COVID-19 pandemic – The full extent of the relationship between rheumatic diseases and COVID-19 infection remains unclear. An important lesson from the recent pandemic is that rheumatic diseases on their own are associated with only a modest additional risk and the principal factors that determine a poor outcome are active disease, comorbidities including increased age, and use of medications like rituximab and glucocorticoids.[14] It is now clear that hydroxychloroquine is entirely ineffective against COVID-19 infection although anti IL-6 agents like tocilizumab have been shown to improve outcomes in some patients with severe or critical disease.

Vaccinations - Patients with rheumatic diseases have an increased risk of infections and vaccinations can play a vital role in prevention. However, the immunological response to vaccines can be reduced in those receiving strong immunosuppressive therapy and various strategies including appropriate timing of vaccination have been used to improve efficacy. Moreover, certain vaccines, such as the ones against SARS-COV-2, have been implicated in the development of de novo rheumatological conditions as well as disease flares in those with existing illnesses.[15]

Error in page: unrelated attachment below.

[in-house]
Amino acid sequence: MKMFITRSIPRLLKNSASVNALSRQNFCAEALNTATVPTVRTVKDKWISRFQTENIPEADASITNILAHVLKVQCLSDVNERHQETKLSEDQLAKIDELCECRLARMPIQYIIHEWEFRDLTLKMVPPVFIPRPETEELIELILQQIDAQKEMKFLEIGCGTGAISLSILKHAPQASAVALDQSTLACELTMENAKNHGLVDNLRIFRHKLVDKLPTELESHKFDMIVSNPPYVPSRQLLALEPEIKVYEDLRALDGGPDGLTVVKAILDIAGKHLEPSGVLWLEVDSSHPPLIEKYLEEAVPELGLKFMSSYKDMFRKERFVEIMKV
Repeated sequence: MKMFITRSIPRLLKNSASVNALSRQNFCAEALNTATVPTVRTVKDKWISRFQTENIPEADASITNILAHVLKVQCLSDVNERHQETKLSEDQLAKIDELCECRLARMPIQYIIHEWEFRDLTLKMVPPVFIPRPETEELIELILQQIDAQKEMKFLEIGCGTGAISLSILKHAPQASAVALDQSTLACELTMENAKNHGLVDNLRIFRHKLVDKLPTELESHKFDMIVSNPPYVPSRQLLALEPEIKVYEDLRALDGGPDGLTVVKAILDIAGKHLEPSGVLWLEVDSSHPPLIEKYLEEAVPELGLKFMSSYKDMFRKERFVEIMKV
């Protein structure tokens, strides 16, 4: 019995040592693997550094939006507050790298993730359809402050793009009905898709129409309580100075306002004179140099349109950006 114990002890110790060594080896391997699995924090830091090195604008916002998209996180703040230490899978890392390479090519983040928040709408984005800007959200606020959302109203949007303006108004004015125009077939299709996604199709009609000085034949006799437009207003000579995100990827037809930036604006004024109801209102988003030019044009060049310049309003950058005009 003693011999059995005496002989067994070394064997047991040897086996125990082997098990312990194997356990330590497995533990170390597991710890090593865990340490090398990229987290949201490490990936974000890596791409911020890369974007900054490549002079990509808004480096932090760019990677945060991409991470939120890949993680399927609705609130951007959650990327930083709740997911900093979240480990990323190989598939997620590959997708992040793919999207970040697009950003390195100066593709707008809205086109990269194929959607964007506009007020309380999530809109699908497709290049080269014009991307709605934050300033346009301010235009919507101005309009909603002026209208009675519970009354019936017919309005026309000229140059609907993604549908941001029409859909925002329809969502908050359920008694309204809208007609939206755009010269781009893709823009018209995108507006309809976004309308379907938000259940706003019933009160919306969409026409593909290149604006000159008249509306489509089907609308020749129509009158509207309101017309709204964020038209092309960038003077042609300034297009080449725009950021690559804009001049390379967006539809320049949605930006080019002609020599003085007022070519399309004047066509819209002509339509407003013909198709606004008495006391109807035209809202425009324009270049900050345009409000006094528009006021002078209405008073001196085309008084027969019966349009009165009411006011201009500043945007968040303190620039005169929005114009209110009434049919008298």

Infections and rheumatic diseases share a fascinating relationship. Some rheumatic diseases are the consequence of specific infections while others have been associated with several microbial agents although the definitive proof of a causal link in such cases mostly remain elusive. The ever-evolving field of advanced therapeutic options has made it possible to effectively treat a wide range of rheumatological diseases that were previously considered refractory but these agents are also frequently linked to a significant increase in the incidence of common infections as well as to the emergence of potentially life-threatening opportunistic infections. Moreover, external factors such as global warming and migration of people have led to spread of diseases to new geographical locations and clinicians must be vigilant about such unfamiliar infections and their consequences.